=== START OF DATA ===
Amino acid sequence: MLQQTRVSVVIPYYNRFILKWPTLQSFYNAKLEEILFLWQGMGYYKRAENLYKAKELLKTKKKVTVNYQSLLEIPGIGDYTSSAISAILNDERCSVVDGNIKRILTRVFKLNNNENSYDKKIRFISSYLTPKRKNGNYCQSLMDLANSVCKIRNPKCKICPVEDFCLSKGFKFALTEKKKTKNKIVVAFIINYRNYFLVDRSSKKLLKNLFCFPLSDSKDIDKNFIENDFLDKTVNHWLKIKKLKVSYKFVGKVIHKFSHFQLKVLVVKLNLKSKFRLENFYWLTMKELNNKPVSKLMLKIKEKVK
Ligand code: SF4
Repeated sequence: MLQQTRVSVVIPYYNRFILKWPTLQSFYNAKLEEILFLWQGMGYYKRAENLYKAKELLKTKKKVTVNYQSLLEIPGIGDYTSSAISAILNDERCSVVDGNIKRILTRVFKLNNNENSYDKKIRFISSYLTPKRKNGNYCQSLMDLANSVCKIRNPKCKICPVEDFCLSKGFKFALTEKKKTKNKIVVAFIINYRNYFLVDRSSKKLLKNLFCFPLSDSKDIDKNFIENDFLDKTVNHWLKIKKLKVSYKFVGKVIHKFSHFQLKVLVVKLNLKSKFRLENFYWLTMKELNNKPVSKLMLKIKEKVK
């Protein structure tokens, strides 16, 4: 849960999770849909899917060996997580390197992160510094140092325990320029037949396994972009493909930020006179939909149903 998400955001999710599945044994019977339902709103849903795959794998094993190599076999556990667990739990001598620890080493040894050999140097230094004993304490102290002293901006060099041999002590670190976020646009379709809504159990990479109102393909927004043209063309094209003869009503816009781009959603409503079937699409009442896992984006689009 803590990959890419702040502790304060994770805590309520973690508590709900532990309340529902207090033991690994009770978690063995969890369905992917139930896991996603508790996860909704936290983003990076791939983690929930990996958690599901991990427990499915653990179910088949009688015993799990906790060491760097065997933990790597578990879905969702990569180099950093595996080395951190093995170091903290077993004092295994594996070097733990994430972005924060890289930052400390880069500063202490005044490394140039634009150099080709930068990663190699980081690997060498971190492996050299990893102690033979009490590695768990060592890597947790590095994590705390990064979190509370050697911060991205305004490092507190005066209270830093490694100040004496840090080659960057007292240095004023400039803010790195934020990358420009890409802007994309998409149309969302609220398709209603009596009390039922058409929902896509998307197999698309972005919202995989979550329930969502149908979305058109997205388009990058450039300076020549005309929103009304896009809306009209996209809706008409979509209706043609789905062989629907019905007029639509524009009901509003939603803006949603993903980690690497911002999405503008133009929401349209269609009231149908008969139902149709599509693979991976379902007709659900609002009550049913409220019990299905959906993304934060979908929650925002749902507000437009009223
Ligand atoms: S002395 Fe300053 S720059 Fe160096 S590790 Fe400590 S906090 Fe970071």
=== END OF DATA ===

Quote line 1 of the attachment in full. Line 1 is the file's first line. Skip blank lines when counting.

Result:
Amino acid sequence: MLQQTRVSVVIPYYNRFILKWPTLQSFYNAKLEEILFLWQGMGYYKRAENLYKAKELLKTKKKVTVNYQSLLEIPGIGDYTSSAISAILNDERCSVVDGNIKRILTRVFKLNNNENSYDKKIRFISSYLTPKRKNGNYCQSLMDLANSVCKIRNPKCKICPVEDFCLSKGFKFALTEKKKTKNKIVVAFIINYRNYFLVDRSSKKLLKNLFCFPLSDSKDIDKNFIENDFLDKTVNHWLKIKKLKVSYKFVGKVIHKFSHFQLKVLVVKLNLKSKFRLENFYWLTMKELNNKPVSKLMLKIKEKVK